Maine Schools in Focus: High School Graduates and Gainful Employment—Chicken or Egg?

Editor: Gordon Donaldson

Maine has long aspired to have all youth earn a high school diploma. For much of the 20th century, a prime goal of our public secondary system (which included many academies until mid-century) was to “get all our kids through high school.” It was not until the early 1960s that we began to graduate more than 60 percent of each ninth grade cohort. Today, the graduation rate (measured against the ninth grade cohort four years earlier) is 89 percent. In 2013, Maine ranked among the top fifteen states in graduation rate (MDOE).

Since the publication of A Nation at Risk in 1983, the push for high school diplomas has been equated with righting the nation’s economic ship. More and better educated graduates will supply skilled and willing workers for a growing and innovating economy. In return, wages will climb, motivating more American youth to seek further education—a virtuous cycle benefiting all. By the 1990s, the push had extended to college degrees.

But what comes first, the well-educated worker or the well-paying, available job? This month’s high school graduates face harsh economic realities, as have members of graduating classes back to 2000. According to the Economic Policy Institute’s May 2016 study, unemployment among Maine 17-to-24-year-olds in 2014 was 12.7 percent, nearly twice what it had been in 2000. Underemployment—holding jobs that do not require a high school diploma—stood at 25.4 percent, again nearly twice the rate in 2000. Combined, that’s 38.1 percent of recent high-school-age Mainers not enjoying the advertised fruits of their high school (and, for some, college) educations.

As we celebrate the Class of 2016, how can we help seniors and their families prepare for a world that does match the one we’ve promised? How can we explain the disconnect between raising academic requirements in the service of “proficiencies” and a world which doesn’t offer gainful employment requiring those proficiencies?

This disconnect is, of course, not new for many rural Maine high-schoolers. Those outside the I-95 corridor have for generations faced the choice of staying in local jobs that likely require less formal education or leaving for jobs that might require more education. The “successful schooling” chicken hasn’t laid the “better jobs” egg for all. Maine now boasts the highest percentage of adults with high school diplomas in its history: 90.1 percent in 2010, compared to 82 percent nationally. But the jobs have not come, particularly in our rural areas.

The Economic Policy Institute’s data suggest that “better jobs” have not materialized even for our rising numbers of college graduates. They, too, face the staying-vs-leaving choice. More troubling, perhaps, is that fewer high school graduates are going to post-secondary institutions and finding them rewarding enough to complete; only 40 percent of those who matriculate for the first time obtain a degree in six years (NCES).

The Economic Policy Institute concludes: “Thus, the Class of 2016 will be the eighth consecutive graduating class to enter the labor market during a period of weakness. The evidence suggests that because of their unlucky timing—in other words, through absolutely no fault of their own—this cohort is likely to fare poorly for at least the next decade.”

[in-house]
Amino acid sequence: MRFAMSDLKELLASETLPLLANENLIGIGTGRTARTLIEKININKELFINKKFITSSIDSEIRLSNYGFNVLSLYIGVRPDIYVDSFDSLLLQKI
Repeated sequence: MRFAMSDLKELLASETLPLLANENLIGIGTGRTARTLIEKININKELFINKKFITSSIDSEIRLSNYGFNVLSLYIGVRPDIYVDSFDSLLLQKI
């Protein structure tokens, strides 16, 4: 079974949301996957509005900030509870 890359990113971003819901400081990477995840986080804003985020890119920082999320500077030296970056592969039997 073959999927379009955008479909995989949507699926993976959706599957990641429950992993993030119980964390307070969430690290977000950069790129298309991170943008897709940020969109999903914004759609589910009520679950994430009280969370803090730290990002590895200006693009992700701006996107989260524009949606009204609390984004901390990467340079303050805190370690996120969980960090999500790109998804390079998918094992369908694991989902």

How can schools, parents, and graduates themselves make sense of this dilemma of unfulfilled promises? What policy initiatives can help make the disconnect between education and work in Maine more of a “connect”?

  1. Schools, parents, and policy-makers alike can refrain from arguing that the major reason to stay in school and earn a diploma is to “get a good job.” This formula works for some Maine kids, but not directly for most. They instead need to paint a realistic picture of what jobs are available, what skills and attitudes they require, and what types of jobs are not available and will require leaving and/or pursuing further education.
  2. We adults can, as well, emphasize the broader virtues of finishing high school, those that have a lasting impact on our children’s character as well as our social fabric: membership in a class, a club, a team, an orchestra; learning experiences that were memorable for their enjoyment as well as their lessons; the satisfaction of completing the journey with pride and grit; relationships with teachers, coaches, and staff that brought them respect and maturity; friendships that will last and will sustain them through the inevitable transitions following high school.
  3. Policy-makers and business leaders in Maine need to more aggressively develop entrepreneurial zones that attract new and more diverse businesses to Maine, particularly to our rural market centers. The opportunities for these incubators to work closely with schools in their areas, for example through Jobs for Maine Graduates, will offer future high school graduates more job opportunities that are real, nearby, and worth becoming proficient for. With sustained, ambitious state economic development, the “schooling” chicken will lay the “jobs” egg… and those eggs will, in turn, become chickens that will stimulate improvement in our schools.

Sources: The Class of 2016, Kroeger, Cooke, and Gould (Economic Policy Institute, 2016); Maine Department of Education (; National Center for Educational Statistics (


Maine Schools in Focus is intended to share information that stimulates thinking, planning, and action to fulfill the mission of Maine’s preK-12 schools. Submissions must present ideas and data relevant to schooling in Maine and pose questions and suggest avenues for policy and action. They must be limited to 750 words.

Contact: Gordon Donaldson at